QueStions + ANSWERS.

What does it cost to enter? Nothing.

When is it? July 28 [and 29!], 2018

Will I be able to do it? This is very important. Wolf Pack is a monstrous cycling challenge. If you’re not already a very seasoned cyclist then the sensible answer is no. If you’ve ridden all night, done some long sportives, ridden in the high mountains, ideally doing several long days back to back, then you could consider whether or not you can handle it. You need to be confident of yourself and your pack mates. If you aren't sure, you probably haven’t done enough riding. We aren't saying that to sound tough, but to keep you safe.

Do I have to ride for 350.org? No. You’re welcome to ride for [and/or raise money for] any good cause. We want Wolf Pack to benefit as many deserving causes as possible. 

Do I have to raise money? No. But we'd like you to have an impact somehow. You’re doing something so stupid hard that even your cat will understand it’s a bit unhinged. Tell people what you’re doing and they will give you their money or attention. You’re doing the impossibly hard bit, why not do some good at the same time? But, to be clear, if you just want to ride, nobody's going to be mean to you for it. Just make sure you give us a tow at some stage.

Can I come alone? We ask that you don’t. Wolf Pack is all about shared experiences, and your pack is at the heart of that. Bring at least two riding buddies and stay with them. You need to look after each other out there.

I don't see any women riding, what's up with that? We were so proud that one of the original Wolf Pack was a woman. Sadly she had to pull out at the 11th hour after Ironman Nice chewed up her knees a couple of weeks before. She'll be back for WPII and we're very confident that she won't be the only one. Wolf Pack is for everyone. If you don't see yourself represented, know that you're welcome, and you need to come down and represent.

Will there be support? There will be as much support as you bring. You can ride with all your food and kit on saddlebags, or you can convince a full team car to follow you with sticky bottles and spare bikes. But as with everything in Wolf Pack - it's down to you.

What about feed stations? We call them restaurants. They will be open at times and closed at others. This needs to be thought about. Depending on where you are on the route at any given time, you want to take advantage of opportunities as they present themselves.

Will we really ride all night? Yes. 

Does non-stop mean no stopping? No. It means no getting a room for the night in a hotel. We don’t recommend staying upright on the bike for thirty eight hours. That would be silly. Stopping to eat, drink, pee, lie down, even have a roadside nap under a bush, is all encouraged.

What’s the cut-off? The challenge is to depart at dawn on Saturday, and arrive by Sunset on the Sunday. That should be roughly 38 hours. But maybe it'll be 37. It depends. On the sun.

What do I need to pack? This is an exercise in self reliance. So we can't tell you. However, there are some things we have learned which might help, below.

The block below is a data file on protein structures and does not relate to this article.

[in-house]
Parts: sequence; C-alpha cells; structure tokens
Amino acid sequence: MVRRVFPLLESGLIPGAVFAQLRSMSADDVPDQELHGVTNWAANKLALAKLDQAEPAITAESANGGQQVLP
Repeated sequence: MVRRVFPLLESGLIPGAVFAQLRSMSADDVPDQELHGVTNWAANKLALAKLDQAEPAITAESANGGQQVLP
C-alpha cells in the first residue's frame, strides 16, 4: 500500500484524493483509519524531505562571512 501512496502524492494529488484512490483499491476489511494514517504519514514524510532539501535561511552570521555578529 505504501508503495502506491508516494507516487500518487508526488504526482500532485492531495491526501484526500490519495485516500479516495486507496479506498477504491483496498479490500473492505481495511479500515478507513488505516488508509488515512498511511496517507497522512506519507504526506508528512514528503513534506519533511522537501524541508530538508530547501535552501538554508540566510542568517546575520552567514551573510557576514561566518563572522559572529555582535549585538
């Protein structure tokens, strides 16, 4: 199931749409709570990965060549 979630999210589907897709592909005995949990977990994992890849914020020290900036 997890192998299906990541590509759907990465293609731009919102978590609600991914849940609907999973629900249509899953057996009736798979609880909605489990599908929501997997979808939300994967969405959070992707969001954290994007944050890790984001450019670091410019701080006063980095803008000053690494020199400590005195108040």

So you're not going to help me at all, right? We will share a map before we ride with any juicy tidbits we can gather about the route, potable water etc, and when we're riding we'll all help each other as much as we can. But, it's an exercise in self reliance at the end of the day. Depend on yourself, depend on your pack mates. 

How do I get that badass kit? You buy it here.

Which hotel should I book at? We won’t be nominating one base. Stay wherever works and meet at the start before dawn.

You got me. Where do I sign up? Here.

Can I donate? Not through us. We want actions this time, not money. Get to 350.org and get involved!

WHAT WE KNOW

This is not a guide to getting Wolf Pack done. You need to think everything through and take responsibility for every aspect of your ride. This is just some of what we've learned so far, to help you shape your thinking.

CLOTHES: It’s hot in the valleys and can snow on the high peaks. You need to be fully covered.

FOOD: Whatever happens, you can’t run out in the night. Emergency cover is essential. Real food will serve you better than a diet of pure gels. 

WATER: Runs out faster than food. Know where you can refill with potable water if you don’t have support.

BRING IT: Better to have it and not need it, than need it and not have it.

EMERGENCY: Know how to call emergency services - in every country.

INSURANCE: Don’t leave home without it.

EMERGENCY CONTACTS: For you and your friends.

BLOOD TYPES: Know them.

LIGHTS: Ride at night out of the city to test them. Know how long they last. Have a power plan. A head light can be great for looking round corners when descending.

POWER: USB power packs are useful. Know that you’re carrying enough for your lights, computer, and phone.

MOBILE: Will it work everywhere you’re going?

ANYTHING CRITICAL x2: If you can’t live without it - contact lenses, medication, comfort blanket - you need a backup. 

HERO: Don’t be one. If your pack is riding you into the ground make them stop. A hundred kilometres down the road you’ll all be paying for it when you can’t carry on.

BIKE: Recently serviced, but with time for the service to bed in. This is not the ride for the bad mechanical you’ve been saving up.

SLEEP LOADING: Is a thing. You can store some up over the week before the event. Get to bed!

SLEEP: During the ride. But not on the bike! You need to make the cutoff, not prove anything about your ability to withstand sleep deprivation. They use it as a torture for a reason. Take a few strategic cat naps in warm places for twenty minutes at a time and you'll find your mind and body work much better.

LOGO_LOCKUP.png